LP gas importers demand hike in retail prices | Sunday Observer

LP gas importers demand hike in retail prices

Liquid Petroleum (LP) gas providers are threatening to curtail import and distribution if the government fails to honour their request to increase prices of a 12.5kg cylinder by at least Rs. 158.

As a result of the delayed price hike Litro Gas has suffered a loss of about Rs. 175 million this month thus far. LAUGHS Gas complained that it is also hit by ‘huge loses’.

LP gas providers have written to the Committee for Cost-of-Living headed by Minister Malik Samarawickrama but to no avail.

“We are losing heavily. The more we sell the more loses we face. One of the options we are looking at is stopping the import and distribution of gas if the government fails to introduce our proposed price hike,” Chairman of LAUGFS Holdings Ltd W.K.H. Wegapitiya told the Sunday Observer.

The industry prices depends of various factors, two key variables that effect prices are the Saudi Armco Contract Price that is announced every month and currency exchange rate of the country.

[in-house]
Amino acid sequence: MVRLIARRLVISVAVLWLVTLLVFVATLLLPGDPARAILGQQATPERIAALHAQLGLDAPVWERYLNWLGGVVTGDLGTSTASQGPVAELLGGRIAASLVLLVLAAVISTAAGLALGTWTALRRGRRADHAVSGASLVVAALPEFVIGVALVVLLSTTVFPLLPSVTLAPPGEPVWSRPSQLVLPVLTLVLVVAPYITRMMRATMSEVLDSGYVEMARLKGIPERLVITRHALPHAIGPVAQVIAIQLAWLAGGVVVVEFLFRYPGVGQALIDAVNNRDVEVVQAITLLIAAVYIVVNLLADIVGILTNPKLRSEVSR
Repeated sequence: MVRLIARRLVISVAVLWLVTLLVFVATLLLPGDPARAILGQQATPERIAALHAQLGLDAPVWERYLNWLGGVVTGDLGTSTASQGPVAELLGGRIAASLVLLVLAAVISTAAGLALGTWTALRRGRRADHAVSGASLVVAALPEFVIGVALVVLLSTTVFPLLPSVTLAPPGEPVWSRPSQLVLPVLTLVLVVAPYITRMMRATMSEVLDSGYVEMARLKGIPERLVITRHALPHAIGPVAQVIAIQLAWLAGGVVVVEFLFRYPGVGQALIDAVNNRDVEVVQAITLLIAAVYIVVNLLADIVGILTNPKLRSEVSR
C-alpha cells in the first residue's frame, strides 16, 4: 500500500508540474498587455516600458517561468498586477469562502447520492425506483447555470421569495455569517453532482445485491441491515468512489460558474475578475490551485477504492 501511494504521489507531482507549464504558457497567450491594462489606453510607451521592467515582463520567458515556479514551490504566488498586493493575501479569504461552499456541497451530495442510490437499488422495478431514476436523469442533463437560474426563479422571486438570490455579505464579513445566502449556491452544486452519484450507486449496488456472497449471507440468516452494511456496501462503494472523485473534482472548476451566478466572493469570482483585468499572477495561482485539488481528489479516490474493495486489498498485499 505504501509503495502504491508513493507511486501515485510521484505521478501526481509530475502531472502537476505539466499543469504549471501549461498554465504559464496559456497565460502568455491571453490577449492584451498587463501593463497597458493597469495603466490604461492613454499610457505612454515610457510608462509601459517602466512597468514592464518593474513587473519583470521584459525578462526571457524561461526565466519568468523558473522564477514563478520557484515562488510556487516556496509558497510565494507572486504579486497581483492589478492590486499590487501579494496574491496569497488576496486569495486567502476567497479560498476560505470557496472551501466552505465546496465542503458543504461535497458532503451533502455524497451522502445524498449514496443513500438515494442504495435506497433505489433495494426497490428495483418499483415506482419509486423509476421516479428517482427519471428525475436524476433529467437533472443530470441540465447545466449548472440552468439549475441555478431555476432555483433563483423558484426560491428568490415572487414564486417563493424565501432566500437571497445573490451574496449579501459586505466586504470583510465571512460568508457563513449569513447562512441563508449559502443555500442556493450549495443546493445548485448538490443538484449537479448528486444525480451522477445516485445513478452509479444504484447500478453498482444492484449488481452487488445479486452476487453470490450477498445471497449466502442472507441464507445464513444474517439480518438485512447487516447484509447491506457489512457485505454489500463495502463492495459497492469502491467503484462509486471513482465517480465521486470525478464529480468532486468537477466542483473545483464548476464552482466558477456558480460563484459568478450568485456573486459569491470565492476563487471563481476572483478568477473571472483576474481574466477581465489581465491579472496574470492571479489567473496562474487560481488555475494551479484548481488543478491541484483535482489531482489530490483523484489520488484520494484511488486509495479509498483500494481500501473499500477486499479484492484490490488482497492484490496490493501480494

According to Litro Gas Lanka Limited’s Director, Sales and Marketing/Corporate Affairs, Chaminda Ediriwickrama the Saudi Armco Contract Prices have continued to increase from May.

A solution for this situation is to implement the existing price formula where consideration is given for price changes every two months or to introduce a new price formula, Ediriwickrama explained. He claimed that government bodies, especially the Consumer Affairs Authority (CAA), are responsible when companies go bankrupt, and that it needs to act in a timely manner to avoid dire circumstances. A government source said the CAA is currently not considering a price hike as its best interest lies on the people of the country. He said there is no immediate need to increase prices and the government will take time in introducing a price increase on LP gas. He said, however, the government is taking measures to introduce a new pricing formula for LP gas. Wegapitiya said they are considering three options if the government fails to look into their demands. “One is to go to courts and make them understand, to ignore everything and increase prices or to stop import and distribution altogether,” he said. 

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